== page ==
Pedals: Entry-level hybrid bikes will come with basic platform pedals. More advanced riders will welcome the addition of toe clips, or even clipless pedals.
Accessories: Cycling computer (Garmin, etc.), tire pump (either hand pump or CO2 cartridge), tool bag, water bottle and cage.
Buying Advice: Stick with the name brands and you should do fine.
[Author's note: I own a Cannondale hybrid. It's been a very reliable general-purpose bike for the last 15 years. My 17 year-old son recently rode it on a 50 mile ride from Redondo Beach to Santa Monica and back. We stayed on the bike path, which is very flat, but he had no problems completing the ride, and he's not a very experienced rider, nor incredibly fit. I was lucky; I borrowed a $3200 Specialized Roubaix tester bike from the shop!]
These bikes are all the rage on college campuses (along with the next category: cruisers). They started getting hot a couple of years ago, originally used by urban bicycle messengers (NY & SF). They’re a fixed-gear bike that may come with a brake. Fixed-gear bikes are like track racing bikes, there’s no freewheel, so when the bike rolls forward the pedals rotate forward and when the bike rolls backwards, then the pedals rotate backwards.
You can occasionally see fixie riders on the street doing a “track stand,” wherein the get up off the saddle and then by using their feet, they gently rock the bike forward and backward slightly, allowing the rider to keep the bike balanced upright without moving forward appreciably (usually you’ll see this when a rider is stopped at a traffic light). Despite the fixed-gear heritage, many bikes come with a flippable rear hub that turns the bike into a single-speed freewheel bike (in this configuration, brakes are required!)
These bikes are about as simple as it gets. At their most minimal, there’s no brakes and no gears to change. Relatively light, and not much to go wrong. The downside is that you have only one gear to use when facing hills or descents. Also, fixed gear bikes take awhile to get used to—you slow down by applying backward pressure on the pedals. There is no “coasting”—if the bike is moving, so are the pedals (some fixies, however, come with a flip-flop hub allowing you to choose either fixed gear or singlespeed riding). Riding these bikes on the street without brakes is definitely not recommended.
Cruiser bikes (or beach cruisers), are just as much about style as they are about function. They’re a throwback to the simple bikes of the 1950′s, before 10-speed bikes gained acceptance in the United States. While cruisers can have multiple gears, the classic cruiser is a single-speed bike, with coaster brakes, well suited for rides under 10 miles. The tires, which are wide, and the seating position, which is relaxed, makes this bike a fine choice for short trips along the bike path, or to the market. It’s also a very popular bike for the college campus. Cruiser frames are made of aluminum or steel. No exotic carbon frames here!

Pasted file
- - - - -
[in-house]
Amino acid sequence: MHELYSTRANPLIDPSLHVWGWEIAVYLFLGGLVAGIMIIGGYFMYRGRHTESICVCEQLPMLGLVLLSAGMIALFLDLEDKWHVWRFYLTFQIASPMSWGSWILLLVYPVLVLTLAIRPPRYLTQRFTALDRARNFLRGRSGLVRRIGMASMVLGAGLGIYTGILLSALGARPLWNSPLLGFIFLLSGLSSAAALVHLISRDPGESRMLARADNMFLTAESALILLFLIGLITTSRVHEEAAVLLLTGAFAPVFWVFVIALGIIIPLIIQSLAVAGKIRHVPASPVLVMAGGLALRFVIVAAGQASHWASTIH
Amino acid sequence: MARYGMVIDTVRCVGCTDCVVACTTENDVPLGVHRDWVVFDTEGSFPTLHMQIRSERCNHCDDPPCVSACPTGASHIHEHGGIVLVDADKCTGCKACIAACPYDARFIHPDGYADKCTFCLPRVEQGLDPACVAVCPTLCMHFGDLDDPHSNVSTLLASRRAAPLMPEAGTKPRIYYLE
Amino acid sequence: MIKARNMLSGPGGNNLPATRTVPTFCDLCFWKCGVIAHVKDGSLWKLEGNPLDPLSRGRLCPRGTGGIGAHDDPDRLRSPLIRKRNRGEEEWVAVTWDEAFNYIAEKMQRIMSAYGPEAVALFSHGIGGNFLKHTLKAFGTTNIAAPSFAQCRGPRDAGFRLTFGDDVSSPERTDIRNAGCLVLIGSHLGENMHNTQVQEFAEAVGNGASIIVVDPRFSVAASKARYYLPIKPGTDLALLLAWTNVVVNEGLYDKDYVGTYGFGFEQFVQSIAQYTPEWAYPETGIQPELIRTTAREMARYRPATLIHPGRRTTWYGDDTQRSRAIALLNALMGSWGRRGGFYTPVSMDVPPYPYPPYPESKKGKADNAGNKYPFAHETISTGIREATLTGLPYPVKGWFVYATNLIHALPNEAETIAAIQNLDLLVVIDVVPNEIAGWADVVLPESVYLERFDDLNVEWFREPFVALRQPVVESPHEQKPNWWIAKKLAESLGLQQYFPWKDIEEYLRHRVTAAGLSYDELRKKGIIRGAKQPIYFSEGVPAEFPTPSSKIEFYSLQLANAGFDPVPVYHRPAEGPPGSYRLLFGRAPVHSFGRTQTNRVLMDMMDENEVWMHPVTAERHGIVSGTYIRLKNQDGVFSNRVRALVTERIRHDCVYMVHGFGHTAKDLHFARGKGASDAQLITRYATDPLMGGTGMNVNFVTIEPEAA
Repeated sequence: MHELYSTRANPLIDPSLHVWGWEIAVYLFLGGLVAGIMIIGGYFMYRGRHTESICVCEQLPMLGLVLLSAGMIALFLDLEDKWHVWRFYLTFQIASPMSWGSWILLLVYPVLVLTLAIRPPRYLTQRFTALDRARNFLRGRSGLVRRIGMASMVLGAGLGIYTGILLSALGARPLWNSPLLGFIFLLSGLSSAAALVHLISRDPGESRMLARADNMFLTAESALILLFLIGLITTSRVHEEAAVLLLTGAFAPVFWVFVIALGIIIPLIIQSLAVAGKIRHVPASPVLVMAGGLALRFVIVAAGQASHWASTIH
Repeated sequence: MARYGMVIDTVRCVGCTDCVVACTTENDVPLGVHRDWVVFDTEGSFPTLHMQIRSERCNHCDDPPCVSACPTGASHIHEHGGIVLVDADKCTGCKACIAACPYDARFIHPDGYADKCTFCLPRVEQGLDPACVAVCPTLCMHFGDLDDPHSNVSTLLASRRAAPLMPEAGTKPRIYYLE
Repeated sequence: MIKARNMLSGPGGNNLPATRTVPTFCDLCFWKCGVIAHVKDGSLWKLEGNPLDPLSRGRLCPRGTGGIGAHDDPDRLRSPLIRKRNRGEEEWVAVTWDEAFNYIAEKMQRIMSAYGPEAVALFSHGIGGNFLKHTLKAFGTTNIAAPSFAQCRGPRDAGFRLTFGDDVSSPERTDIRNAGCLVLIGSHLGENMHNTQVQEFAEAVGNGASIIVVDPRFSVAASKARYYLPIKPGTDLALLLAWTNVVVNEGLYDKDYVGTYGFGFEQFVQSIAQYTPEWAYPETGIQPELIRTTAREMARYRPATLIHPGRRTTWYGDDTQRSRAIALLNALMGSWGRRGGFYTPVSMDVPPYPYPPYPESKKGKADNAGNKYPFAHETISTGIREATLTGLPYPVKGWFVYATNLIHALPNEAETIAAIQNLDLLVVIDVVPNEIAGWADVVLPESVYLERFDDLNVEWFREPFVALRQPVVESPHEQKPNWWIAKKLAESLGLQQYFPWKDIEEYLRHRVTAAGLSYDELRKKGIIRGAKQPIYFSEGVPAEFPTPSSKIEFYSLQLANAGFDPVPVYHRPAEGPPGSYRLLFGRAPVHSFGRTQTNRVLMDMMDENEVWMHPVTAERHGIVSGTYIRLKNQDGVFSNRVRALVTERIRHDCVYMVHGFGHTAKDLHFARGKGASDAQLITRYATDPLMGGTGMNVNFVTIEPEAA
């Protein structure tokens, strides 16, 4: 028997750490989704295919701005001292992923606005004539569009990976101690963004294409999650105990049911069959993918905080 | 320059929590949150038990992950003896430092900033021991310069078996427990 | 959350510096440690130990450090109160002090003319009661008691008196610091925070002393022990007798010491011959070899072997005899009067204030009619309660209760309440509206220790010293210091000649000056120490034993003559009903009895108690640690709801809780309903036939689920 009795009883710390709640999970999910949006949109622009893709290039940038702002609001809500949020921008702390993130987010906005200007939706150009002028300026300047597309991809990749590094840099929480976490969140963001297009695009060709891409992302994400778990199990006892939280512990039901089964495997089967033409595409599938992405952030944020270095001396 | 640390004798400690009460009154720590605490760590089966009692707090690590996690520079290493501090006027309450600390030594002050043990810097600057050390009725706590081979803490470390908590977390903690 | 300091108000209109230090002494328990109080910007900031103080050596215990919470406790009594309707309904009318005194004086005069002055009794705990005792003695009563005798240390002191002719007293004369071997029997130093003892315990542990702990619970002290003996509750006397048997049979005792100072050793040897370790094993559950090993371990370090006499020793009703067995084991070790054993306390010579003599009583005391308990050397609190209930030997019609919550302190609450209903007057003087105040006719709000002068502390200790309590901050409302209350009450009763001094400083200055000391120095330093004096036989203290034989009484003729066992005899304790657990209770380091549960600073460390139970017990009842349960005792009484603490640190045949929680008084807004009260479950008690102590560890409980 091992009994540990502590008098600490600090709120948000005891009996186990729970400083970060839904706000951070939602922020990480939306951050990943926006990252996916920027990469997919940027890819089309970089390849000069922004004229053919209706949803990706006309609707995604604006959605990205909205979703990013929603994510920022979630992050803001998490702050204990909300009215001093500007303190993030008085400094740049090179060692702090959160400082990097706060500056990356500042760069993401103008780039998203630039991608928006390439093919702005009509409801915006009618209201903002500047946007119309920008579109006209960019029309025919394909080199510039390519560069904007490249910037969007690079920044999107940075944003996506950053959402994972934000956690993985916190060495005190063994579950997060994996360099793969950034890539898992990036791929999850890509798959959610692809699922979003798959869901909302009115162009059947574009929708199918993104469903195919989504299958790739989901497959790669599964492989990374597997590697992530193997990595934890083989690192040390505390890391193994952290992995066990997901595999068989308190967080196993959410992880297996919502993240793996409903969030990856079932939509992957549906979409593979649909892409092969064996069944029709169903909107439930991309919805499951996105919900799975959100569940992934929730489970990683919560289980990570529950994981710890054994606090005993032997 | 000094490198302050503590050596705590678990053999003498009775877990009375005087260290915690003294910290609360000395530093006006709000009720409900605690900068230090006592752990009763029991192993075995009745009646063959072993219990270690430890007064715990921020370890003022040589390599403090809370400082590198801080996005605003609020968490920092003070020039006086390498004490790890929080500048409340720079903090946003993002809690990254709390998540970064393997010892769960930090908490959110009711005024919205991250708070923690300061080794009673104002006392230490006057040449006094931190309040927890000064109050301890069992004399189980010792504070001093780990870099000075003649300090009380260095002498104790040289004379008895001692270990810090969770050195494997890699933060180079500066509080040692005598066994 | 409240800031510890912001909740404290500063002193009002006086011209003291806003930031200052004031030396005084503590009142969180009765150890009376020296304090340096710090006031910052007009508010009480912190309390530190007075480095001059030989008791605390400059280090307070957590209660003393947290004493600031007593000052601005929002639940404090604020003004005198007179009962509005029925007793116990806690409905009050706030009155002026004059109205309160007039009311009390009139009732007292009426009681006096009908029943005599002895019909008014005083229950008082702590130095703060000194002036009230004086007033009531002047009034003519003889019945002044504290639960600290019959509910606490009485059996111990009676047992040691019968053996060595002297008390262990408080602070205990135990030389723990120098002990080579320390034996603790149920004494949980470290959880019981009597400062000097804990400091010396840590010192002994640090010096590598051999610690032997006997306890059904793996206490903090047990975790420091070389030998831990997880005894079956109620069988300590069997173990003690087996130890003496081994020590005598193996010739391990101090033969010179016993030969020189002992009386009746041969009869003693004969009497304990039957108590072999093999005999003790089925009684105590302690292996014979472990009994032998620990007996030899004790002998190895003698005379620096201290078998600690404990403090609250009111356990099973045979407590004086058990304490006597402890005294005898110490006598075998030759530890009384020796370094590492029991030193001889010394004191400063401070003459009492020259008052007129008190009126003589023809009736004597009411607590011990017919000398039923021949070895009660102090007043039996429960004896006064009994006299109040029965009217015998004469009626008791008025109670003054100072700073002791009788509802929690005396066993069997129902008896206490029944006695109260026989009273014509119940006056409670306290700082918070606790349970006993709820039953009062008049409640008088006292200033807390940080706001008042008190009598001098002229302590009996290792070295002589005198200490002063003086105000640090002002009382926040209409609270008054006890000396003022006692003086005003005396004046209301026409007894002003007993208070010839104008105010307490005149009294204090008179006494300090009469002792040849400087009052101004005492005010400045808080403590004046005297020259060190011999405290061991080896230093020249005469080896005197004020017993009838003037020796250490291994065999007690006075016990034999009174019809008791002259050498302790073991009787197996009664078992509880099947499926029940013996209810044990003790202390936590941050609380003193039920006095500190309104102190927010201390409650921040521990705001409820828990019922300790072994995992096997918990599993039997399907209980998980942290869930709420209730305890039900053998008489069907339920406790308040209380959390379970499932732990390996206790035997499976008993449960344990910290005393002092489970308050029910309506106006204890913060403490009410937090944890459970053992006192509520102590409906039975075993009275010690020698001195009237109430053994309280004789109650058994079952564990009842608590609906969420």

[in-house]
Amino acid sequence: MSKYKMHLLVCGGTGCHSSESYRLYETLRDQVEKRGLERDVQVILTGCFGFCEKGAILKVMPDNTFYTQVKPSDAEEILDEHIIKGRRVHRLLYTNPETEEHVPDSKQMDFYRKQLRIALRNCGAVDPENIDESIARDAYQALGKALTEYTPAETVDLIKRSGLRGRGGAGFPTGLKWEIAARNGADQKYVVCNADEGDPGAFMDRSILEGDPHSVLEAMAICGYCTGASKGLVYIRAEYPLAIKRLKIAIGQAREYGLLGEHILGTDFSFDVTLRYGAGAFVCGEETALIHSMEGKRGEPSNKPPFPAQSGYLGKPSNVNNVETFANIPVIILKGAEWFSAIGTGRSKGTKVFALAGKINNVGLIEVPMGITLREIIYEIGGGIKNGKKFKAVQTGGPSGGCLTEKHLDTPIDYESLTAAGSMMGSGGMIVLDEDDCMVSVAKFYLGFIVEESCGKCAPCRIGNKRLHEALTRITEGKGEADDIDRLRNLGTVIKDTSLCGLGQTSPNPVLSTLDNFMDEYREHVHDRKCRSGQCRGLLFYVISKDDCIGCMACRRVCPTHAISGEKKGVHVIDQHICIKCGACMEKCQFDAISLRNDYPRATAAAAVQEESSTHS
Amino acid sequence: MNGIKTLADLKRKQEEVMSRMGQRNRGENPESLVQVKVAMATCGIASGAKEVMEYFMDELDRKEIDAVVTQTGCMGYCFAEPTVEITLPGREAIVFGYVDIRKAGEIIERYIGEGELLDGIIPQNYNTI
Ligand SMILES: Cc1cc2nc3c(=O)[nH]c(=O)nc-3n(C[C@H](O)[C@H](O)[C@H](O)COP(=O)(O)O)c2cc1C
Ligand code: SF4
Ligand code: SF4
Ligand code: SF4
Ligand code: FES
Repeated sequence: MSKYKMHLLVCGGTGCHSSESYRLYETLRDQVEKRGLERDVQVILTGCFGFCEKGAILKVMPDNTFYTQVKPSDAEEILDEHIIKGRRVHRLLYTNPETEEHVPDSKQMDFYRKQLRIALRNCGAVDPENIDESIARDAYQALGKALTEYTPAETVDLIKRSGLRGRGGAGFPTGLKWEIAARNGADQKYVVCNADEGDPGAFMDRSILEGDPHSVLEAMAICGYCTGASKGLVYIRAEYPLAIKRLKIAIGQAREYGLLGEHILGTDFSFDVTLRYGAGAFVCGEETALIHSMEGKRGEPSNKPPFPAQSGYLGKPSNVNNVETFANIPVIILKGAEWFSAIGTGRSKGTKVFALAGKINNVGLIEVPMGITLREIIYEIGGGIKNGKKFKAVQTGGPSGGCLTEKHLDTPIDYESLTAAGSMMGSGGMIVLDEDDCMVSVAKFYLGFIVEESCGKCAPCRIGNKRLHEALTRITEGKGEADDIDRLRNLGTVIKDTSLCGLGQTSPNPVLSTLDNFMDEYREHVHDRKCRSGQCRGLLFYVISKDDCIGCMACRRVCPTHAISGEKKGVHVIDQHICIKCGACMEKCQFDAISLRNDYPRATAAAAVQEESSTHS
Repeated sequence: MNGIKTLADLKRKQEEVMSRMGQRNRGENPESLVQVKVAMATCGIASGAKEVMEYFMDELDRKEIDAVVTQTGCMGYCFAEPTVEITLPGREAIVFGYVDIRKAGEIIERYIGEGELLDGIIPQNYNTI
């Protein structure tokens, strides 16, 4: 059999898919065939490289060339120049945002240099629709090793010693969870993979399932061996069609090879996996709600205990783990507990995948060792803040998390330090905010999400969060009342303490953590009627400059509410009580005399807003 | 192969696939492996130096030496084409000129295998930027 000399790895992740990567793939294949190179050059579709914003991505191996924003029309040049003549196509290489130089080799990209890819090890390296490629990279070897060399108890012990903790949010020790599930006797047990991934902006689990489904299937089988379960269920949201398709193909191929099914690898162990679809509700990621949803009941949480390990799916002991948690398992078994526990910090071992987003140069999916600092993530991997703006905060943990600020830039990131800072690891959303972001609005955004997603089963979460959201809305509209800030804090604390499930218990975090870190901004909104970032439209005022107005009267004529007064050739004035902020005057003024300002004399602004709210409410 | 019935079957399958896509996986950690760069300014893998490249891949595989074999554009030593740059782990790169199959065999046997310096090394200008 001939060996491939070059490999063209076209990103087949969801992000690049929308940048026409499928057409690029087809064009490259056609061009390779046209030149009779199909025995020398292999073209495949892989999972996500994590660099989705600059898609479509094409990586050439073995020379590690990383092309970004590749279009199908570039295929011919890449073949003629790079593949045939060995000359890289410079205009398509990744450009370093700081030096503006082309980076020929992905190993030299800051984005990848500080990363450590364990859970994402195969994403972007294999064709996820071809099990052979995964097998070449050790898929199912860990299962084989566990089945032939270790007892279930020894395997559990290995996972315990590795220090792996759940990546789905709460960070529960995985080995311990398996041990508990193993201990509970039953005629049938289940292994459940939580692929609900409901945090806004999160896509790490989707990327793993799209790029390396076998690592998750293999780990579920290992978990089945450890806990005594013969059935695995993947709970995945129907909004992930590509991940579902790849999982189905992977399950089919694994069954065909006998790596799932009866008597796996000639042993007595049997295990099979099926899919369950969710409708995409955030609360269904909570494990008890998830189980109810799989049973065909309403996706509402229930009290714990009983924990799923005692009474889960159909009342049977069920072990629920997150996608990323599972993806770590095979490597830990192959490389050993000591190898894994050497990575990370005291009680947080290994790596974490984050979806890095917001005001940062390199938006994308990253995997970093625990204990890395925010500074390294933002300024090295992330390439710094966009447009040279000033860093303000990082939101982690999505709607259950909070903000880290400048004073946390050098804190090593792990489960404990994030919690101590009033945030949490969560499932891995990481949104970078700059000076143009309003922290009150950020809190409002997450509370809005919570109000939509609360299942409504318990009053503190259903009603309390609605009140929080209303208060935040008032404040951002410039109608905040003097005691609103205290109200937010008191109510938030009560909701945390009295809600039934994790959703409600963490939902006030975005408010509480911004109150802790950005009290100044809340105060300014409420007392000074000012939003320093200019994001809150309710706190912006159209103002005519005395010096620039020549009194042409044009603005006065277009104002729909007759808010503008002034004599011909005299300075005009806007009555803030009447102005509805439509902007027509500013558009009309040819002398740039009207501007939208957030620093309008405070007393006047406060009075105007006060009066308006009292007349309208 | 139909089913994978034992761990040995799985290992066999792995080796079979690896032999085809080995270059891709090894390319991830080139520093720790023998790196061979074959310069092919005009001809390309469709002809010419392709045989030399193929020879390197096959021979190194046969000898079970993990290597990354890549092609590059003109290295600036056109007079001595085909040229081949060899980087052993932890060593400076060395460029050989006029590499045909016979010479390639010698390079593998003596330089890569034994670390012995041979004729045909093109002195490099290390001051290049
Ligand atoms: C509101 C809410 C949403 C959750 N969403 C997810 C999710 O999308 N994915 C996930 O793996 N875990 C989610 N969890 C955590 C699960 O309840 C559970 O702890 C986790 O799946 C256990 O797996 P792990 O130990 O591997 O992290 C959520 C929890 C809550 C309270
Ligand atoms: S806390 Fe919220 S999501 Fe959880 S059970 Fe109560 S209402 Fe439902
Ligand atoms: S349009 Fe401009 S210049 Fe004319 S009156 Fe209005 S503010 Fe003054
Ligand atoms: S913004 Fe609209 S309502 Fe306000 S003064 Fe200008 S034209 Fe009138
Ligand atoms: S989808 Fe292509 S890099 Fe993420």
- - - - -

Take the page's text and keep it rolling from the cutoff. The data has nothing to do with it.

Various model upgrades include multiple speeds (usually up to 3 or 7 speeds), and hand brakes.
Fitness bikes are a relatively recent addition to the bike world. Designed to appeal to enthusiasts looking for a good workout on their bikes, but also looking for a tad more comfort (and perhaps less cost) than with a road bike. Fitness bikes are close cousins to hybrid bikes (think of them as higher-performance versions of hybrid bikes). Fitness bikes have lighter components than their hybrid counterparts, but retain the upright riding position usually found on the hybrids. Fitness bikes are generally designed for rides longer than you’d try on a hybrid, but shorter than those really long rides you take on with a road bike. They’d be fine in the 15-70 mile range.
Triathlon bikes are specialized bikes (note the lowercase “s”) designed for use in either time trials or triathlons. Tri bikes (also called “aero” bikes) are designed to be ridden “against the lock,” meaning that the rider will not be riding in a pack (that would be violating race rules). Riders are typically riding at a fairly constant speed.
These bikes are designed to offer as little wind resistance as possible, and also allowing the rider to assume a riding position that is down low on the bars. Riders on tri bikes can often be spotted wearing aerodynamic helmets to further reduce drag.
The newest addition to The Bike Palace line of bikes are electric bikes by Pedego. These bikes are a hoot to ride, and can be a godsend to those who don’t have the stamina to ride a conventional bicycle. Some seniors, for example can now ride with their friends and families, when they could not previously handle the exertion required to operate a standard bicycle.
The Pedego Interceptor ($2395) will travel up to 20MPH for 15-30 miles per charge (depending on rider weight and terrain). By adding the smallest amount of pedal power, your ride becomes that much longer. Recharging an electric bicycle is like recharging your laptop – it takes a couple of hours and costs you pennies and the environment less. That’s not something you can say about your sport utility vehicle.
The Pedego Classic Cruiser ($1895) sports a slightly smaller battery than the Interceptor.
The decision of what bike to buy is a very personal one. The bike should meet your needs and feel “right” to you when you ride it. Our expert consultants at The Bike Palace will be glad to answer any questions you have, and advise you regarding choosing a bike. Remember, if you find yourself with conflicting requirements, you can always buy more than one!